"Elephant Guns," stand in place for a defense. Guns often allude to power and control, and "elephant" can be taken both as an adjective to colloquially explain the magnitude of the gun (and further is self-protection), or literally as a compound noun, which still shows the strength of the gun, ergo the amount of effort put forth into is defense. Here, as dejected as this man is, he wards himself powerfully, and tries to pass as courageous and sound to others. He then uses defense as offense as illustrated next:
    "Let's take them down, one by one." The man hopes to rid himself of such antipathy, he has grown tired of the enervating affliction.
    "We'll lay it down; it's not been found, it's not around." He's expecting this new determined sensation to eliminate his woe, yet he can't quite isolate the source of his rue. (hence, the "not been found, not around")


    Let the seasons begin
    When love was right to roam
    Let the seasons begin
    Take the big game down.

    3: ["Let the seasons begin when love was right to roam." Seasons are often representational of some personal vicissitude - a change in condition, circumstance, or fortune. The instilled zest for change has consumed the man, and he presents the eager anticipation of "hunting" his pain. Even the tone of the song - how soft it begins, yet here, the climax - further supports the shift, that shift composed of despondence to confidence. Here we also find evidence of what has caused the man so much anguish: "When love was right to roam." This individual was jilted and his wounds are still exposed. Further evidence are the "elephant guns" which he uses to "lay [and] take down one by one" the burdensome persistent problems.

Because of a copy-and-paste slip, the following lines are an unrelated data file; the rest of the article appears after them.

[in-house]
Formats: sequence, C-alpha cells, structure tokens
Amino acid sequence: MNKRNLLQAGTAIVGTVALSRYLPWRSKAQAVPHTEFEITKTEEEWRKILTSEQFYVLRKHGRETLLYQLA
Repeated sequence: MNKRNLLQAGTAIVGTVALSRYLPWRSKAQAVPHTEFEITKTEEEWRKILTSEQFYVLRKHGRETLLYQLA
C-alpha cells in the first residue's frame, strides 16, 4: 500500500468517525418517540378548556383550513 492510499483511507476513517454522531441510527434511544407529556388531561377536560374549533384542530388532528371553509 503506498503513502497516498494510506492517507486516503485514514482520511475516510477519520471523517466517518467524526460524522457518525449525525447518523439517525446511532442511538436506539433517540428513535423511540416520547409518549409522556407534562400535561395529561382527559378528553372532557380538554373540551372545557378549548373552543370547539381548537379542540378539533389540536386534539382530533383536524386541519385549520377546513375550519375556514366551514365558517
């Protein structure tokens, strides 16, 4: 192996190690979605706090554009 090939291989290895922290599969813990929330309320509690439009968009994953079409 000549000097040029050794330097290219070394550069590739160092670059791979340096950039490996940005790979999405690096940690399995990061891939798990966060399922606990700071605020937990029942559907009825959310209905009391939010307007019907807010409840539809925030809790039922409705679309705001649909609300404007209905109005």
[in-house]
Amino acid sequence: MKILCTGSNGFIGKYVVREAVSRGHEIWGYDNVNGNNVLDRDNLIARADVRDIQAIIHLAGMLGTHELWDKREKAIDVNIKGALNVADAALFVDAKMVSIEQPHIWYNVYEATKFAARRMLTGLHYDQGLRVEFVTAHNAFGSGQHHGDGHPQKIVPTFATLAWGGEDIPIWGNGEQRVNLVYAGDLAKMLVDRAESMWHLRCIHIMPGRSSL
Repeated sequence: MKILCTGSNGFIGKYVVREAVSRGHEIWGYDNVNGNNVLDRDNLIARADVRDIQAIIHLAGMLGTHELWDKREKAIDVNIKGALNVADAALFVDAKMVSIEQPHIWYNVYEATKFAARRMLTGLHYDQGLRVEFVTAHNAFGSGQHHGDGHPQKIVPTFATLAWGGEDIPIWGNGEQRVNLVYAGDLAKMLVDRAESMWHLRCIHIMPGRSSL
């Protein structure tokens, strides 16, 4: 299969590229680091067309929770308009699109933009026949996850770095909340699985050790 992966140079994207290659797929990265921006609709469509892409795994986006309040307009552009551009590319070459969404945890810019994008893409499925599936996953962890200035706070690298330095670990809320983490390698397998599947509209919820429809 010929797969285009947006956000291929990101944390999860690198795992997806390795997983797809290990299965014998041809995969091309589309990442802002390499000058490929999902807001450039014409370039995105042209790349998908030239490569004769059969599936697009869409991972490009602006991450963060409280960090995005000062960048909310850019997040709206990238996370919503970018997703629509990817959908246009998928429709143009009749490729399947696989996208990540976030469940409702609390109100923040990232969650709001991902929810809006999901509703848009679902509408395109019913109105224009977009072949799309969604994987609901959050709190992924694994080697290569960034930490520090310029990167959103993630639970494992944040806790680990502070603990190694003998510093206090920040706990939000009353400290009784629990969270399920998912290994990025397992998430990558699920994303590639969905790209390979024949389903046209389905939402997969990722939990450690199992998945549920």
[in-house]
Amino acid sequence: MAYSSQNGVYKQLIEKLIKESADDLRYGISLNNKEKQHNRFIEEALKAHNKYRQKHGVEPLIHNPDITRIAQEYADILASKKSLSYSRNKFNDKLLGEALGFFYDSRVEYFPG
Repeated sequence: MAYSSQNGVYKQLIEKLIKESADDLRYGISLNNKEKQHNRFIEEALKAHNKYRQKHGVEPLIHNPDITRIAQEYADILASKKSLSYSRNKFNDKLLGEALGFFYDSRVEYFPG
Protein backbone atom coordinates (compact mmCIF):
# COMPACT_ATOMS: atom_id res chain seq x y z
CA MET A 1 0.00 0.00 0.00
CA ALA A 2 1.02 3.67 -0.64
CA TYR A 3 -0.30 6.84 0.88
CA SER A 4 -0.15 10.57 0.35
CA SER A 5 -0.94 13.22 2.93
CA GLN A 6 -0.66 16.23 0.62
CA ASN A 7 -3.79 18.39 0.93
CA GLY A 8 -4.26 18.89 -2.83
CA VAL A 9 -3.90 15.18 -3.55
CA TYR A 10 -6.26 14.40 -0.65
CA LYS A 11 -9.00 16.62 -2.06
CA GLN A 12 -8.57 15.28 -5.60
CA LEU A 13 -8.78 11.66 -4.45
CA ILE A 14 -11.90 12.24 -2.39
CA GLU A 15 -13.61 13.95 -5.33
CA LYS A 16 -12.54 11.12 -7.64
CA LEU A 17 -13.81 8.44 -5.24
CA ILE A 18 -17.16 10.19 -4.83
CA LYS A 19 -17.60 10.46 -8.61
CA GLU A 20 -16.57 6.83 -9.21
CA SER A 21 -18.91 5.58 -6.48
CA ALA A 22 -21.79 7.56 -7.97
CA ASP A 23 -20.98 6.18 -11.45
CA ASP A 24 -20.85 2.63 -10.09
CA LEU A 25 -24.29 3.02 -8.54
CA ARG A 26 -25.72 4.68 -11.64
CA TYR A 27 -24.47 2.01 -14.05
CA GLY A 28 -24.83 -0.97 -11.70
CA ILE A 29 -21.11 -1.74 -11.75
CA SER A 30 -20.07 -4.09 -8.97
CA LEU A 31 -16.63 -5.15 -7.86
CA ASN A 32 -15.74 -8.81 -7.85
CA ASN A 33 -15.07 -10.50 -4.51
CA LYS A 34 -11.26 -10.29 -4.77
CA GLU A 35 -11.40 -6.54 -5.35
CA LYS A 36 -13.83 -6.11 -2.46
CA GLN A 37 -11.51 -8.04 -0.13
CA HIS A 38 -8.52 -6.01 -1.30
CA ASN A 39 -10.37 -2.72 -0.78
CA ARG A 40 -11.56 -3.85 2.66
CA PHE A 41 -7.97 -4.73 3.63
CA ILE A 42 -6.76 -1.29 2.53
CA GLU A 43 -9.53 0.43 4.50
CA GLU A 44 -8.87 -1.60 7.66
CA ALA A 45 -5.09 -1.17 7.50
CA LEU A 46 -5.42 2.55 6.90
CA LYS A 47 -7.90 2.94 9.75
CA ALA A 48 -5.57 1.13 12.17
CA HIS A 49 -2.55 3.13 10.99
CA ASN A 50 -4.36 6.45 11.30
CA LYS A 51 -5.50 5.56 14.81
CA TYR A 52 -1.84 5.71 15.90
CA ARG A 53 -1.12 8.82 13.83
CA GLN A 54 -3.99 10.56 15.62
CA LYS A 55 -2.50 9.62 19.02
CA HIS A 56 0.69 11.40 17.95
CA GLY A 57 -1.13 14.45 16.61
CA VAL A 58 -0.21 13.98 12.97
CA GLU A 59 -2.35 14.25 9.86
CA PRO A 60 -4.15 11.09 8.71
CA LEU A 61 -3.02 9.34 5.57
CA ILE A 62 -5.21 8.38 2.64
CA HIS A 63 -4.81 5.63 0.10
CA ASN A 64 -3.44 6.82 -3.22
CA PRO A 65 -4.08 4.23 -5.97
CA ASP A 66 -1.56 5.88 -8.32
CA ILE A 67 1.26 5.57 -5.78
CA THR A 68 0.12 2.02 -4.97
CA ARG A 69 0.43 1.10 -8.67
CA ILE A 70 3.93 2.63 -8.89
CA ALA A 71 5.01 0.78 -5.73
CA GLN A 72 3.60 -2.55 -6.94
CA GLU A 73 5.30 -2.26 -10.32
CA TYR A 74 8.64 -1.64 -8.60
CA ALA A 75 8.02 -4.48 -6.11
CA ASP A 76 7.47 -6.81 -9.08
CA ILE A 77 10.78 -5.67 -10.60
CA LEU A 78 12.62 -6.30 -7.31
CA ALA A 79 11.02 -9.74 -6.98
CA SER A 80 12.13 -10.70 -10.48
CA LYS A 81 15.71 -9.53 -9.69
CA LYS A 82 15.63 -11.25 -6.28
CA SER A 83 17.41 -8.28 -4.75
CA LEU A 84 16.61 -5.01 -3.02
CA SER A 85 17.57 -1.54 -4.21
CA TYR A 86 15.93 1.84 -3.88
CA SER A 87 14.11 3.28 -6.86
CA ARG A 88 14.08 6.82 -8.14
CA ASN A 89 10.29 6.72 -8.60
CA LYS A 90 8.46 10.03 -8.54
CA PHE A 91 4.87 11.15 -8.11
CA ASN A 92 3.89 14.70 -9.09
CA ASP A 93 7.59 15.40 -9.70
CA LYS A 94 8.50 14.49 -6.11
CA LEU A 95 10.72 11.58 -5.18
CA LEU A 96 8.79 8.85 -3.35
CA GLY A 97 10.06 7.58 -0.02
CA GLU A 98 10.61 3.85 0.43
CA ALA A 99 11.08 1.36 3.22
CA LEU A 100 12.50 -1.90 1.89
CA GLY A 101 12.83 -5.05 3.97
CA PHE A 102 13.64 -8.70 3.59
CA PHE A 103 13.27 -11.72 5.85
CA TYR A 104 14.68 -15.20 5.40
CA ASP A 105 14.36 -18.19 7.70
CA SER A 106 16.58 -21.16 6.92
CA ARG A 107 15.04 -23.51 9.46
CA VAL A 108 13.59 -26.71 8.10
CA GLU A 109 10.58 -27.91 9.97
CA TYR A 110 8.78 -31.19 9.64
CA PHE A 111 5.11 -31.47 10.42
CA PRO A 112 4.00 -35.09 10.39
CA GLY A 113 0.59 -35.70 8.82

"Let the season begin; take the big game down." Now knowing that heartache is the culprit behind the morose lines in stanza 1, we may correct state that the "big game" is love. Also, the latter of this line is perhaps the most obvious, as love is often referred to as a "game." (Here, the game is referred to as the "elephant.")


    Let the seasons begin
    When love was right to roam
    Let the seasons begin
    Take the big game down.

    4: [Saying nothing different than stanza 3, the iteration establishes this is something that the person does not take lightly. He is furious that time is swollen his heart and cause it to form so callously, thus he reaffirms what that his mission is to eradicate his distress.]


    And it rips through the silence
    Of our camp at night
    And it rips through the night.
    5: [Here, the situation temporarily quells, the character's focus stalls. Attention to the music is essential to extrapolate the action of what is happening. The pace of the drums pauses, and quite abruptly at that. This silence is significant both in relation to the lyrics (as the silence is stated) for dramatic effect and to the "beat" of the individual and his goal to "take down" the "elephant." Upon the actual confrontation of the "elephant," or rather, his emotional toil, "it rips through the camps." These lyrics are very strong and deliberate: Camps, here, are symbolic of safety, for they are similar to a home - a place where one may rest at easy and relax. The "it" in the context refers to the "elephant;" the ripping asserts the elephant rampages through the camp, or, that his emotions are too disorderly and out of control so he fails to manage them.